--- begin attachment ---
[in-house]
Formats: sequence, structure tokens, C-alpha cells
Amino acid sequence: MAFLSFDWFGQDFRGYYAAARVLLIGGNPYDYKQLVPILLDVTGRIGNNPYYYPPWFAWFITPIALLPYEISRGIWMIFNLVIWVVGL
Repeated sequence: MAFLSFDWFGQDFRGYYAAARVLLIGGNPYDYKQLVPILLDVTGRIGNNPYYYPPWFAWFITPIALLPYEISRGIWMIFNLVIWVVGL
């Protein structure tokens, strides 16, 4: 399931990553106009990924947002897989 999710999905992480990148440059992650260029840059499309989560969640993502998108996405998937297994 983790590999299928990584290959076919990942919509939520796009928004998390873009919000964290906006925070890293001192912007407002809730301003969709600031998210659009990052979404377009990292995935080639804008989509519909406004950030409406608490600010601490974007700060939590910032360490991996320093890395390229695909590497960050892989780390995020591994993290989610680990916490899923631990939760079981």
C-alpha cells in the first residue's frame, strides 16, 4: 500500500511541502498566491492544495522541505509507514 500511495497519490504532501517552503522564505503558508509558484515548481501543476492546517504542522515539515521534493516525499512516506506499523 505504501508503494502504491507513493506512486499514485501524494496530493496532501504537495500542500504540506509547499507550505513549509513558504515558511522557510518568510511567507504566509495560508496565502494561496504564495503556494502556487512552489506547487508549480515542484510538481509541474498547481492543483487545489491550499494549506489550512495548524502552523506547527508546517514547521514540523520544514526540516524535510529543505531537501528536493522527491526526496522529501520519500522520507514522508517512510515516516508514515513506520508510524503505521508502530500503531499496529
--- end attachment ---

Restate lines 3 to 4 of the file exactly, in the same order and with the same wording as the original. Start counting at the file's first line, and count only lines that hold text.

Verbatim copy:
Amino acid sequence: MAFLSFDWFGQDFRGYYAAARVLLIGGNPYDYKQLVPILLDVTGRIGNNPYYYPPWFAWFITPIALLPYEISRGIWMIFNLVIWVVGL
Repeated sequence: MAFLSFDWFGQDFRGYYAAARVLLIGGNPYDYKQLVPILLDVTGRIGNNPYYYPPWFAWFITPIALLPYEISRGIWMIFNLVIWVVGL